The deepest penetration is usually obtained with the direct current electrode positive (DCEP) polarity which also gives the best surface appearance, bead shape and resistance to porosity. Direct current electrode negative (DCEN) polarity gives an increased burnoff rate and decreased penetration as maximum heat is developed at the tip of the electrode instead of at the surface of the plate. For this reason, DCEN polarity is often used for surfacing or cladding and for other applications where high deposition rates are required, with minimum dilution from the parent material. The flux/wire consumption ratio is less with DCEN polarity than with DCEP so transfer of alloying elements from the flux is reduced.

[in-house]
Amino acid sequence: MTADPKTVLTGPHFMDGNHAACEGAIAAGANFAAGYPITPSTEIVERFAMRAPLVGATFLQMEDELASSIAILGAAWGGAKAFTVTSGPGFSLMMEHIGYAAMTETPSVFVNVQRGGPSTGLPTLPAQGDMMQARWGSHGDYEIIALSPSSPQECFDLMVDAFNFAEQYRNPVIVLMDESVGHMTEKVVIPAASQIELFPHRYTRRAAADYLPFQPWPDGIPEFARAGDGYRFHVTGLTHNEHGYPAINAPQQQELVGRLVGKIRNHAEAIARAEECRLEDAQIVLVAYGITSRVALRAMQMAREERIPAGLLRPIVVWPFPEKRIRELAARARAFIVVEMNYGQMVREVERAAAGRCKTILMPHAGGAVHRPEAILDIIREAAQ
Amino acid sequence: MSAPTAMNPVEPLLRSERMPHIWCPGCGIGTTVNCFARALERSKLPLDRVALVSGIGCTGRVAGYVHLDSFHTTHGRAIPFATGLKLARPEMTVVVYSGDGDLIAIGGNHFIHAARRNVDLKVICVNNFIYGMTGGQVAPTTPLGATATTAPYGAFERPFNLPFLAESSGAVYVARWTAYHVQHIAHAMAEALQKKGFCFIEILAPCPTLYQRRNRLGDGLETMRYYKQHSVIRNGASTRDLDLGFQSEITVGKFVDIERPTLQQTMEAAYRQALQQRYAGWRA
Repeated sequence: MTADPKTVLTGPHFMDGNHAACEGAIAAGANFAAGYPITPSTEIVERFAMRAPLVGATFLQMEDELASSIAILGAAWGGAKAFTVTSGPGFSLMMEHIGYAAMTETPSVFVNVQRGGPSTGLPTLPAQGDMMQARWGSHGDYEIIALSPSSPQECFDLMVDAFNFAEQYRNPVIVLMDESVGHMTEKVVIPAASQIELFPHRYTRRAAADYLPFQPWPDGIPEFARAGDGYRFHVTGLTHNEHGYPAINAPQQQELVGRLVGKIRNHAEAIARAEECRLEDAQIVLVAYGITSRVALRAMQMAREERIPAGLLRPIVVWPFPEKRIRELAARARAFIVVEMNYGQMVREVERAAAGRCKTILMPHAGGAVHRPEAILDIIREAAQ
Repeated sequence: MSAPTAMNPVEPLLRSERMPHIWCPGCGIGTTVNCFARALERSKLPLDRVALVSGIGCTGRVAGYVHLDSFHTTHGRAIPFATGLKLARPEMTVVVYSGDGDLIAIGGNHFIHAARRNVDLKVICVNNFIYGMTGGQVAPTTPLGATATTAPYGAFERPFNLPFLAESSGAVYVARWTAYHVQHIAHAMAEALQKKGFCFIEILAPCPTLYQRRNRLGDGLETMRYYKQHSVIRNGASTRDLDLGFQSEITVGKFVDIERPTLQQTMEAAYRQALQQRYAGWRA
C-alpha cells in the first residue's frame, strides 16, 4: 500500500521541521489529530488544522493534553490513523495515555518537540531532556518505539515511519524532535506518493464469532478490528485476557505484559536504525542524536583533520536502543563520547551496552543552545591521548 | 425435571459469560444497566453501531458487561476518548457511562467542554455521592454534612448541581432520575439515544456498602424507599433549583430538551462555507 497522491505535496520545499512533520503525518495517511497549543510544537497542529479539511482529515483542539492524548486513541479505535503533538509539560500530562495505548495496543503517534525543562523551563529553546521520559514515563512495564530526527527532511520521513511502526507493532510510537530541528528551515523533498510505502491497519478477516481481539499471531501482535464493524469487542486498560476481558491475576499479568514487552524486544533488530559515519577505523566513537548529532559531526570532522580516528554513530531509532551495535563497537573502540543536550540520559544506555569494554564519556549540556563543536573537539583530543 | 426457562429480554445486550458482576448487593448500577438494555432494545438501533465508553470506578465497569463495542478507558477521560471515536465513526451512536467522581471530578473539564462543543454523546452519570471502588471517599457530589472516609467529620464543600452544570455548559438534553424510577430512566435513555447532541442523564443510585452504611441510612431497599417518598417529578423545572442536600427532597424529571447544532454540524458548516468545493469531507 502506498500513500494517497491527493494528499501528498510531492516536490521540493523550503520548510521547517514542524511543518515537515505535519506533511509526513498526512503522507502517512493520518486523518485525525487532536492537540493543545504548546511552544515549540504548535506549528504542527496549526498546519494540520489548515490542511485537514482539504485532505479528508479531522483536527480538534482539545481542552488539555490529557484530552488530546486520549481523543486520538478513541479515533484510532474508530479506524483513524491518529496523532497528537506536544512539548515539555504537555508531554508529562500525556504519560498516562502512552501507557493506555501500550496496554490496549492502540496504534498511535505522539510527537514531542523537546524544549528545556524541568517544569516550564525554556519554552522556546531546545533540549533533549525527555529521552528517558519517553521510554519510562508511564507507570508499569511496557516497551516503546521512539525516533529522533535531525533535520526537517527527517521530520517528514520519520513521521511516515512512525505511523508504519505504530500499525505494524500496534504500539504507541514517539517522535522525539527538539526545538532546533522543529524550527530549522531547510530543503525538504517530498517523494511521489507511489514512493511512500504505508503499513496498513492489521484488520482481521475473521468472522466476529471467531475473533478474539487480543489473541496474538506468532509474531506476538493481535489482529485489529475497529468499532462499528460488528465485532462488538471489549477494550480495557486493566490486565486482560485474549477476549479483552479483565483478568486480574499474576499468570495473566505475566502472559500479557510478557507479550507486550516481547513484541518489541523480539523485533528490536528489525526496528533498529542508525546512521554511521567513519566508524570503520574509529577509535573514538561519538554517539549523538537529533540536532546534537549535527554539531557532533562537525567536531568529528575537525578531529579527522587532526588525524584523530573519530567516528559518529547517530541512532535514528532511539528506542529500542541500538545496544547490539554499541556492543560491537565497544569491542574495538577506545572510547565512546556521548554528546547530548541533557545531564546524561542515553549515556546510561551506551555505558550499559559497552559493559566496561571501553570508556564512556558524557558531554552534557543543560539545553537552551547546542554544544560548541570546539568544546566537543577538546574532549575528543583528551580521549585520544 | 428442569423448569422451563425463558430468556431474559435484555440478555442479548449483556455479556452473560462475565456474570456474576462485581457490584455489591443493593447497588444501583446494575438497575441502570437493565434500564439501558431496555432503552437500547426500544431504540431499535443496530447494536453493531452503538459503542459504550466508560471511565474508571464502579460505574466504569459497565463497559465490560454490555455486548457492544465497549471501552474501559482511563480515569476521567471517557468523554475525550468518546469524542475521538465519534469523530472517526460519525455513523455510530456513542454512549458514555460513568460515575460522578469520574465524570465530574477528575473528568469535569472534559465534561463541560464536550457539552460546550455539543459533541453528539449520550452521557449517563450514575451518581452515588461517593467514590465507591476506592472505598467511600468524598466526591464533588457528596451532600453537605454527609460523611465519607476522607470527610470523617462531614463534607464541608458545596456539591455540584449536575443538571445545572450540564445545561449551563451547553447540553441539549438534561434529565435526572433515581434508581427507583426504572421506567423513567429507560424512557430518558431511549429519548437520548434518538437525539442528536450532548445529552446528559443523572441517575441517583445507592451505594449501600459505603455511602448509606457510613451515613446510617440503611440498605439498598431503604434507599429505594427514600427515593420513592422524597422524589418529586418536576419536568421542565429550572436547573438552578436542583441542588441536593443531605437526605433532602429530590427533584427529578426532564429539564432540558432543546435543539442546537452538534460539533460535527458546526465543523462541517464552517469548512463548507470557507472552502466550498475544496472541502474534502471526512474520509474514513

In changing from DCEP to DCEN polarity, some increase in arc voltage may be necessary to obtain a comparable bead shape. Alternating current requires a voltage about halfway between DCEP and DCEN polarity and is particularly useful when arc blow is a problem. It is often used in tandem arc systems in which DCEP is used on the leading electrode and AC on the trailing electrode in order to minimise magnetic interaction between the two arcs.